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It wasn’t all sunshine and rainbows, though – at another sweet stop at a conservation area on Lake Wanaka, we were drying our dew-soaked thermarests and lunching in one of dozens of elaborate driftwood forts when a family with three teen boys drove onto the beach to collect their winter’s firewood. Soon the driftwood city was under savage attack by the hacking teenagers and their chainsaws, with tipis toppling all about. The first major meltdown of the trip ensued – both began bawling and insisting that we immediately put an end to the demolition, or at minimum help them contact DOC to stop this happening in the future. Their first campaign: today, we save the stick forts; tomorrow, the planet.

imageOur week ended with yet another act of extraordinary hospitality, when we caught up with Tour Aotearoa rider Michael at his unbelievably beautiful home in Wanaka. We slept in our own loft and ultra-comfy bed built to fit all nine of their grandchildren (after months sleeping on narrow thermarests we starfished in the world’s biggest bed) and became part of the extended family for a couple days, including his two young granddaughters on school holiday from Auckland. The boys had super-fun playmates and we made fast friends with this wonderful family, who fed us delicious vegetarian meals (which were even more scrumptious as we had been cycling on convenience store food for the last 11 days) and even baked Heron a gluten-free early-birthday cake while we were out kayaking for four glorious hours on Lake Wanaka. They didn’t even mock us when we told them how long we were lost in the local labyrinth.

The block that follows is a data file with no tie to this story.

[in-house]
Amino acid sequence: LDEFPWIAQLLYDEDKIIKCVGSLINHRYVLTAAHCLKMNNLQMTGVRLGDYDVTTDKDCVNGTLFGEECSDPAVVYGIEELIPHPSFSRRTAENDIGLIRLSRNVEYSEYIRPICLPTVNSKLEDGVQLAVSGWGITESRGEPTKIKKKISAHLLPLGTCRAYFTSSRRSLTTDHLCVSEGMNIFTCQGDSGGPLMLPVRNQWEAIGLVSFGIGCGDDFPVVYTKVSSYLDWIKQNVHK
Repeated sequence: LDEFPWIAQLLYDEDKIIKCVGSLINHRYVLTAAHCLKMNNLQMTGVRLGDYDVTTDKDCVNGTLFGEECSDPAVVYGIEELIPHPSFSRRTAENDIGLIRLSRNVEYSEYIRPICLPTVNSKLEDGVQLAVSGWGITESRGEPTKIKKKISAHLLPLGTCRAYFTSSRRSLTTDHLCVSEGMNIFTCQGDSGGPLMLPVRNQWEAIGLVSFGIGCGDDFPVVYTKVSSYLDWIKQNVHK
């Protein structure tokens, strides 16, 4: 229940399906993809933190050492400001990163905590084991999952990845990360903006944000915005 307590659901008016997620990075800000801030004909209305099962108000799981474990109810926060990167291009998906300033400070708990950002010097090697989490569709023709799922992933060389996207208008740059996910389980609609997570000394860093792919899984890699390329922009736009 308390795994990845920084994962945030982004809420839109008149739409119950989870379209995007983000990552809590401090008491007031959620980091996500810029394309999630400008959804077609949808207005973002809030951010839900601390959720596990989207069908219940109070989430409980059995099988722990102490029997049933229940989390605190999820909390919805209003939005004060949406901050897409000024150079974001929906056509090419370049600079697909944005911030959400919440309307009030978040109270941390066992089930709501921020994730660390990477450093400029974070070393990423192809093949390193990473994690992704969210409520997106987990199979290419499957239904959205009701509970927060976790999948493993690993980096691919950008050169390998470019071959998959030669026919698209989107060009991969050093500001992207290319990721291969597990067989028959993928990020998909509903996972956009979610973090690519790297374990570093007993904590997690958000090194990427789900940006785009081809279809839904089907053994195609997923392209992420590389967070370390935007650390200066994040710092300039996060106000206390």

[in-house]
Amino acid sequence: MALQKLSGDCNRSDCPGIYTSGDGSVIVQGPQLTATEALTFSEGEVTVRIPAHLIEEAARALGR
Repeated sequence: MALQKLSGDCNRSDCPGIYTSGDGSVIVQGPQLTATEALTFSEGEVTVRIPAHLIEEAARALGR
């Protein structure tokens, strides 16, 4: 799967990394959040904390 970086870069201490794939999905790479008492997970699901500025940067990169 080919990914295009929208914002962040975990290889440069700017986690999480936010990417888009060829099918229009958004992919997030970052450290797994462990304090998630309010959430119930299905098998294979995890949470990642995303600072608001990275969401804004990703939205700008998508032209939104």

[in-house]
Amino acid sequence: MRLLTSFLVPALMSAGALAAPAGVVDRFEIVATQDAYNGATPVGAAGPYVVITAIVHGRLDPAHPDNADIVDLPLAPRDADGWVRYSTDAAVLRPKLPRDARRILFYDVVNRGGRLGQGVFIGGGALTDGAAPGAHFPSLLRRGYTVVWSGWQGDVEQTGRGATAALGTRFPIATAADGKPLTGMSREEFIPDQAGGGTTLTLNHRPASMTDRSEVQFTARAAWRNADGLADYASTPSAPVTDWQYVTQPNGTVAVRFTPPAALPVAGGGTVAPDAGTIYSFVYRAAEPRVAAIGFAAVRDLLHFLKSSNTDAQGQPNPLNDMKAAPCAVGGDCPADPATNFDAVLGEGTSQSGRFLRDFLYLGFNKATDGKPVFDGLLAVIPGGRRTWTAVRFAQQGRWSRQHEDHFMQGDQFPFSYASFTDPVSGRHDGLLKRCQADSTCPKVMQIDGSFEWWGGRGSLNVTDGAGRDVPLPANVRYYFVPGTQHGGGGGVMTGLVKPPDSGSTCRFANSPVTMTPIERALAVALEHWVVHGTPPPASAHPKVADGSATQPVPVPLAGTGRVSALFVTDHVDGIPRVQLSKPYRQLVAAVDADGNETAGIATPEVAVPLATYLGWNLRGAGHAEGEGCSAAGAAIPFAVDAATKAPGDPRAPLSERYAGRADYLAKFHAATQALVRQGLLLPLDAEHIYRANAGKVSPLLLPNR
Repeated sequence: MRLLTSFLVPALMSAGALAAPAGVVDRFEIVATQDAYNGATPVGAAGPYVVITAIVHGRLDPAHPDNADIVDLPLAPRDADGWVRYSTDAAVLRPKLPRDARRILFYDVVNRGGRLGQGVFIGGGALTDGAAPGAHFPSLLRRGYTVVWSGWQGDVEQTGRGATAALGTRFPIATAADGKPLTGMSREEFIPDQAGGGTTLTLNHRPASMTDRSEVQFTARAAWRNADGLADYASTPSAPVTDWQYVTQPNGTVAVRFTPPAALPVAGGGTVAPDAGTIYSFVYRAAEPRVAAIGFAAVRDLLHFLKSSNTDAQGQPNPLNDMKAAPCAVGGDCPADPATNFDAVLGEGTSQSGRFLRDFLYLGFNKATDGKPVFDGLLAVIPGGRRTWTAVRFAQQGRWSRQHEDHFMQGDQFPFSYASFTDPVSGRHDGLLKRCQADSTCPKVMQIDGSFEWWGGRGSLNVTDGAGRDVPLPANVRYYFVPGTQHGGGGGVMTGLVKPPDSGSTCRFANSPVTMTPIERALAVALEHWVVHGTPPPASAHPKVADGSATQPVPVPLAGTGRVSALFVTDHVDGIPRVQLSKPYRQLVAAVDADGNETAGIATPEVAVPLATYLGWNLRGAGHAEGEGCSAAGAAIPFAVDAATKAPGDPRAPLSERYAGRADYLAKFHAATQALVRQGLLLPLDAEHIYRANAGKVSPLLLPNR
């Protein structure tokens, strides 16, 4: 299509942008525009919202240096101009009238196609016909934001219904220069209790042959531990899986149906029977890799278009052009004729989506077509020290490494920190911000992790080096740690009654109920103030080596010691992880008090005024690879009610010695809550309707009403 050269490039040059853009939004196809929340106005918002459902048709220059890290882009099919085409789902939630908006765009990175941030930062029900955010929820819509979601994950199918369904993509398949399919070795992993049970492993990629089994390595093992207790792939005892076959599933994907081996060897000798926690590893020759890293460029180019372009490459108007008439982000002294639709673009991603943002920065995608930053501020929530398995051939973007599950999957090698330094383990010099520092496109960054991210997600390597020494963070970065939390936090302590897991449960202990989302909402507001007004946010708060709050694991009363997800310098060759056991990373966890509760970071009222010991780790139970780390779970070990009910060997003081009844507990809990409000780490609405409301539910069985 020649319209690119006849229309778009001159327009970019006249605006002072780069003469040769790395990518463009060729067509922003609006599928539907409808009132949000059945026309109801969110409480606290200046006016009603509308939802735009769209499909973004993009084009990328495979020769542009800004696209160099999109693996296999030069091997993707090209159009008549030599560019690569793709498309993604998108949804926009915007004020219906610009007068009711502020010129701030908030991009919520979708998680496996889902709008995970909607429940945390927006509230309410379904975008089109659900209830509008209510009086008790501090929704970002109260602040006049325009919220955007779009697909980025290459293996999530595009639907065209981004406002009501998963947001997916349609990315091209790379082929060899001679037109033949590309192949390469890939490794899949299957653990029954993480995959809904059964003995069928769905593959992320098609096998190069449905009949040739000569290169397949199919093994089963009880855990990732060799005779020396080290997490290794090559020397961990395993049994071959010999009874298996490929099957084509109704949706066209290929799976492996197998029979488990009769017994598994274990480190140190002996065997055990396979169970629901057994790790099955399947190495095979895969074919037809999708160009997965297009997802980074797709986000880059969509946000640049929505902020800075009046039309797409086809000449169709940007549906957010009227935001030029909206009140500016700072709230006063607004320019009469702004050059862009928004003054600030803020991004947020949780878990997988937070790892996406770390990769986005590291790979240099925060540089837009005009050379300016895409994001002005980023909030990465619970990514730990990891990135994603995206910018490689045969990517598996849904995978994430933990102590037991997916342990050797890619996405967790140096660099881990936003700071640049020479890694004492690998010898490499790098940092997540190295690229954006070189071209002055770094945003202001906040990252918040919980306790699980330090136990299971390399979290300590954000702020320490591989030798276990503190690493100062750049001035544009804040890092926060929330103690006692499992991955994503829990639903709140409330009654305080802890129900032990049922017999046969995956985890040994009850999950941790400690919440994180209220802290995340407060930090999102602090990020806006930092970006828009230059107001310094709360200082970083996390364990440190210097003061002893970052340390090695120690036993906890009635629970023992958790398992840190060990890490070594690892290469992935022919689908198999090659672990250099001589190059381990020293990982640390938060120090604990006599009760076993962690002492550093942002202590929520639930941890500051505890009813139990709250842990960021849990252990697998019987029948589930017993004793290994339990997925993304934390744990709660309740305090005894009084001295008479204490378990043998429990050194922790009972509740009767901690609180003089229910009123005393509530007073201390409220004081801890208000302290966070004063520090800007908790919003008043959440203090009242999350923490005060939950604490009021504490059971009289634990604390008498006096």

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imageOur luxurious time off in Wanaka also allowed Joce a rare treat of alone time in the midst of three months sharing a tandem bike and a tent with her beloved children. After weeks of fascinating conversation about the origin of humanity and how many kilometres we have biked, it was strangely cathartic to have a soy hot chocolate and veggie lasagna alone at a café on the beach, feet up while reading a book while Ed and the boys did errands around town. Cycling together pre-boys ten years ago, such simple pleasures didn’t have quite the same cachet, now they are sublime. (Ed has since reserved his next slot of solo time to track down a showing of the latest Batman vs Superman movie).

We’re not in any rush to leave Wanaka, but we still have three weeks of New Zealand to explore, and this kids are keen to add even more Kms to our route, so we will divert to take in the famed Central Otago rail trail and soak it all in, one stop at a time.

Heron’s week 10 summary: “the Southern Alps have been crossed! Wanaka day off is my new favorite day of the whole trip!”

Sitka’s week 10 summary: “HAAAAAST PAAAASS!”

4 Comments

  1. Lucy Klein Horsman says:

    Congratulations Ed on getting into teacher’s college!! Well done!

  2. Jen says:

    Loving reading about your adventures. We are also loving the postcards that arrive at the learning centre. Spring is springing here and on Wed it is “Show what you can do in 60 seconds” at the Learning centre – we will be missing Heron and Sitka for that.
    Glad you are all well and congratulations Ed!
    Jen

  3. Mark Thomson says:

    Yay – we did the Wanaka maze, we did a corn field one the other day as well. Very fun. I have delved back into the serious commuter on the bike as my car has been down for 3 weeks and will be out for at least another week! I do enjoy the bike.

    Cool thing about the driftwood on the west coast, it will be back there in a week or so…

    Look forward to your next installment.

    Cheers Mark

  4. Karina says:

    just catching up on blog posts…you made it to week 10 without a meltdown? ahhh, i’m envious…although, your whole trip makes me envious 🙂 congrats on teacher’s college!